Despite the current economic difficulties due to the recent economic crisis, which struck southern Europe particularly painfully, many examples of SMEs still exist in Emilia-Romagna that are capable of producing wealth, innovation and employment.
Recently, SMEs from Emilia-Romagna have developed characteristics that place them at an advantage for forming foreign commercial ties, especially with businesses in the western Balkans. The SMEs of Emilia-Romagna exemplify the potential of this entrepreneurial model to improve societal cohesion and local economic growth.
The funding made available by the European agencies appointed to carry out this goal could also be used for the aim of promoting greater interaction and collaboration between established SMEs from Emilia-Romagna and developed or developing SMEs on the other side of the Adriatic Sea. This could happen in two ways.
The first would be a bilateral collaboration that would combine the aims and provisions of the funding plan in order to create a business environment tailored to promote the emergence and maintenance of SMEs in the western Balkans.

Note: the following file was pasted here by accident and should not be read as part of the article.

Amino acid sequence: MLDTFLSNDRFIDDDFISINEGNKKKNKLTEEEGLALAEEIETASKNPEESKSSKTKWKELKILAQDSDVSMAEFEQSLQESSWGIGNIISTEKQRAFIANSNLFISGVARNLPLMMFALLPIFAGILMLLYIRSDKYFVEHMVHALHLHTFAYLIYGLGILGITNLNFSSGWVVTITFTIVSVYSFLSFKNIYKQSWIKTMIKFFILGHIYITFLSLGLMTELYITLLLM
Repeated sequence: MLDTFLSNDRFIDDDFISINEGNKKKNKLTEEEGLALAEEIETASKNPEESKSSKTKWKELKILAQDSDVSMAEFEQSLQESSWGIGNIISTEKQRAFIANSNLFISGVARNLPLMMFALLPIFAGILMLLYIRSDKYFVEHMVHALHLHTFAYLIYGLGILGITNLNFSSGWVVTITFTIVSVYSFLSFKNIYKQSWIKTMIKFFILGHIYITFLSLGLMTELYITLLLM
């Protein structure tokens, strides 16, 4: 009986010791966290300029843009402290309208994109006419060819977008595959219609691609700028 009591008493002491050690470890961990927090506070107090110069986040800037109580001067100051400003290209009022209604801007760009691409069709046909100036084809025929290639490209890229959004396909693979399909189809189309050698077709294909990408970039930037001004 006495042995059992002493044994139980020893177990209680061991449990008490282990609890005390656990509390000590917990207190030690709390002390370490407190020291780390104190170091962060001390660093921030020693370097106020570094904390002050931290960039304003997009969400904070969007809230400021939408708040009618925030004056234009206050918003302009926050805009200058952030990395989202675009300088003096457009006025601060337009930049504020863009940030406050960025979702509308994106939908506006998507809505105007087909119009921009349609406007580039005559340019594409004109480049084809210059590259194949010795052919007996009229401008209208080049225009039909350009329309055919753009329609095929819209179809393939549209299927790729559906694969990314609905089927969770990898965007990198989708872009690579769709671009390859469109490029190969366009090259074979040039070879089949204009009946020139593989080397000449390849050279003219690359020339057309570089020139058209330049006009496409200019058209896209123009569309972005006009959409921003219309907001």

Fostering an entrepreneurial culture was among the goals listed as a part of the European funding plan, as was developing entrepreneurial capacities and skills, which still require improvement and development throughout the western Balkans.
Individuals and businesses who are experienced and recognized in this sector, such as the SMEs of Emilia-Romagna, could play an important role in opening new commercial possibilities and set the stage for a more prosperous future for both sides of the Adriatic.
The second way to promote this goal could be for the SMEs in Emilia-Romagna take advantage of the presence of similar businesses across the Adriatic.
The simultaneous dynamism and stability of the western Balkan market could be attractive to SMEs from Emilia-Romagna looking engage themselves in foreign markets.
Considering the possibility of the future expansion of the European Union to include the western Balkans, these possibilities are very significant.
A single EU market that included the western Balkans would offer a great deal of possibilities to European businesses, but would at the same time lead to a great deal of competition. For this reason, taking action before further European expansion would increase the productivity of SMEs and would place Emilia-Romagna at an advantage over other areas in the EU.
The geographical proximity between the two banks of the Adriatic would facilitate the establishment and maintenance of bilateral commercial networks, which would offer Emilia-Romagna and the western Balkan nations mutual economic and social benefits.